I love being pregnant. When we found out we were expecting our second child I was so excited to enjoy this incredible experience again. Being pregnant with Max was wonderful (aside from the many months of morning sickness). I remember feeling so comfortable in my body, so grateful and incredibly happy all the time. I was in complete awe of my body and that little being who was growing in my belly. However, being a first time mom I worried a lot and was very anxious to meet our little man. Being pregnant for the second time and slightly more knowledgeable, I was looking forward to soaking up every amazing moment and truly being present.
This pregnancy started out similar to my first: intense morning sickness. By the time the nausea was finally slowing down (17 weeks), I began to have Pelvic Girdle Pain (pelvic pain that typically occurs the last month of pregnancy). The pain reminded me of riding a bike for too long. My body was/is basically producing a lot of Relaxin which is the hormone that helps soften the ligaments in the hips to open and expand for birth. Because I experienced this so early in my pregnancy my doctors said that as the baby grows, the pain will just get worse (they weren’t kidding. Eek!).
At 26 weeks I had my glucose test. I did not pass. The next test was the 3 hour glucose test, which I also did not pass. As a result, I was diagnosed with Gestational Diabetes (GD). As most of you already know, I eat pretty clean and healthy. My only vices are dark chocolate with homemade peanut butter, homemade vegan chocolate ice-cream or tortilla chips with salsa. So how in the world could I have been diagnosed with GD during this pregnancy? Well the short story and what I have come to learn is that it can happen to anyone.
I spent the next 3 weeks trying to control my levels (which were only slightly high) with food and had no success. My fasting levels continued to be high and my levels throughout the day began to creep up. So I began eating what the Diabetes Educator had suggested which consisted of processed carbohydrates, dairy and animal protein. These foods made me feel tired, sluggish and gave me zero energy. My greatest frustration was that this new way of eating was the complete opposite of how I eat or even felt comfortable eating and yet, nothing worked. It became apparent that I would need insulin. A hard pill to swallow. I had to continue eating the way that was suggested as well as start insulin injections. Although this new, yet temporary, way of life was so inconvenient and a complete pain, I knew I would do anything for this baby to be healthy and have a safe delivery.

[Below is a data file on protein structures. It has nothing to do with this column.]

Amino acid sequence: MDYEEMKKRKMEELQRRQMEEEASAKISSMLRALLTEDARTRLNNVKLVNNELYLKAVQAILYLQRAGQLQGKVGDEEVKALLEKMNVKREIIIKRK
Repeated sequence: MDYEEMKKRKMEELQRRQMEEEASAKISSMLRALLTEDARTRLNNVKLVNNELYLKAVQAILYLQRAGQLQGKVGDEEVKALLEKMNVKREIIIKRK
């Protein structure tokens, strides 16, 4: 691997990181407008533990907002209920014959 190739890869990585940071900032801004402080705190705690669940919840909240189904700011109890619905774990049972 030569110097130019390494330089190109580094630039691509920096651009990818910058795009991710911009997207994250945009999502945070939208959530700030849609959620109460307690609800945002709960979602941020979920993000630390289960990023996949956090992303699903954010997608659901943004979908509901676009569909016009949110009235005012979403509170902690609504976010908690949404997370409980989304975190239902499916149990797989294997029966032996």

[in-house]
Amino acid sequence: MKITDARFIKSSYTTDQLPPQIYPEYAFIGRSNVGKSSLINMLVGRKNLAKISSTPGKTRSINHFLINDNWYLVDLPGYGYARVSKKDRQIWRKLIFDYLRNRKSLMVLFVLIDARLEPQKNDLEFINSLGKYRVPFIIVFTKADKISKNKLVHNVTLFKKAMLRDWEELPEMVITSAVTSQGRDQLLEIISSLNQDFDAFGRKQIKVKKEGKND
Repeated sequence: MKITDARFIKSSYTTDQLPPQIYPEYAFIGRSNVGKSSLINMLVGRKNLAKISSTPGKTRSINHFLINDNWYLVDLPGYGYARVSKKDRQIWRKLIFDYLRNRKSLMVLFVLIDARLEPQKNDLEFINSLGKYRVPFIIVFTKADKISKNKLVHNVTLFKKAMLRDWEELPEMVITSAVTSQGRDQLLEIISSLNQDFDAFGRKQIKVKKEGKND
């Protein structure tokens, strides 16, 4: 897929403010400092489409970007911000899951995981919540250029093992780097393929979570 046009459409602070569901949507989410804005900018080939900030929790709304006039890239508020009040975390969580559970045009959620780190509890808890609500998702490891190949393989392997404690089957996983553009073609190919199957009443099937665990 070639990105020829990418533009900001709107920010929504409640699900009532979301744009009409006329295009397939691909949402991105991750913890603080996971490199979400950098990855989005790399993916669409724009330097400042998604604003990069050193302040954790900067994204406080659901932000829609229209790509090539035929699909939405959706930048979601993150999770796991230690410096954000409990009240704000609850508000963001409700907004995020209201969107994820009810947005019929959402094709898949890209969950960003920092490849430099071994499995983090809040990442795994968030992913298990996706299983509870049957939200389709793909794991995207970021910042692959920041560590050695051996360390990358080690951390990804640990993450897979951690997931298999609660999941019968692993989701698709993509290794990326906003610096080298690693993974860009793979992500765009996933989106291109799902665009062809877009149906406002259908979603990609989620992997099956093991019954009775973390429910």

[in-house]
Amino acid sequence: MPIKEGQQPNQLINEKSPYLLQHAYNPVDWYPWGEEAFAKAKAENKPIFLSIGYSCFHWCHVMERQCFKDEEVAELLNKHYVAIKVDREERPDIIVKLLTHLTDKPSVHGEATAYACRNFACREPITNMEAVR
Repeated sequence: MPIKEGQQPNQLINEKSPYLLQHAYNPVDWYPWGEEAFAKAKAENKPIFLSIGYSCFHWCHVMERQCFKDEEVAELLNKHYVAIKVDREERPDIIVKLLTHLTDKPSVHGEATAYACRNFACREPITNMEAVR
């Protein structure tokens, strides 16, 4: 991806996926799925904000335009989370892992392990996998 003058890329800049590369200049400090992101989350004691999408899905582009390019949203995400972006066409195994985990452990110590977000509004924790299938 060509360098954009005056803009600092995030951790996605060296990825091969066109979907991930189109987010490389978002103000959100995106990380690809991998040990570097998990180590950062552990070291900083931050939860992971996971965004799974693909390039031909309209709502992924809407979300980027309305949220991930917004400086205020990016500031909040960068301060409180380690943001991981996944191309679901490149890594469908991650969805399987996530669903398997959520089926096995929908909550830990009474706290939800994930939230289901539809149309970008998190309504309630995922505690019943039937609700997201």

I had a few friends ask me, “How could this have happened? You eat so healthy.” Well it turns out, for some women, no matter how healthy they eat GD can present itself. The only thing to blame or hold responsible for this is the placenta. Some women’s placentas just do an over efficient job of producing insulin, which makes the mom insulin resistant (difficult for the mom to use her insulin). On the positive side, once a women births her placenta the GD leaves with it. The risks of developing Diabetes (Type 1 or Type 2) post pregnancy is greater but as long as you lose the baby weight in a healthy manner and stay healthy that statistic greatly decreases. I cannot wait to start running again!
Most recently, I have developed some pretty bad sciatic pain which is making walking very difficult. So I sit a lot. Thank goodness I have a very patient toddler and husband. Standing in heels for the photo above was painful but anyone who is into photography knows it is all worth it for that perfect shot. Hah!
Regardless of these challenges, I feel so blessed to carry another baby. It truly is a gift no matter how hard it is on my body. As I look forward to welcoming this little man into our world. I am also extremely excited to going back to what I love. Running around with my boys, cooking the way I want, eating what I like, blogging and just living my life the way I am most passionate.
Stay tuned for some new recipes in the New Year.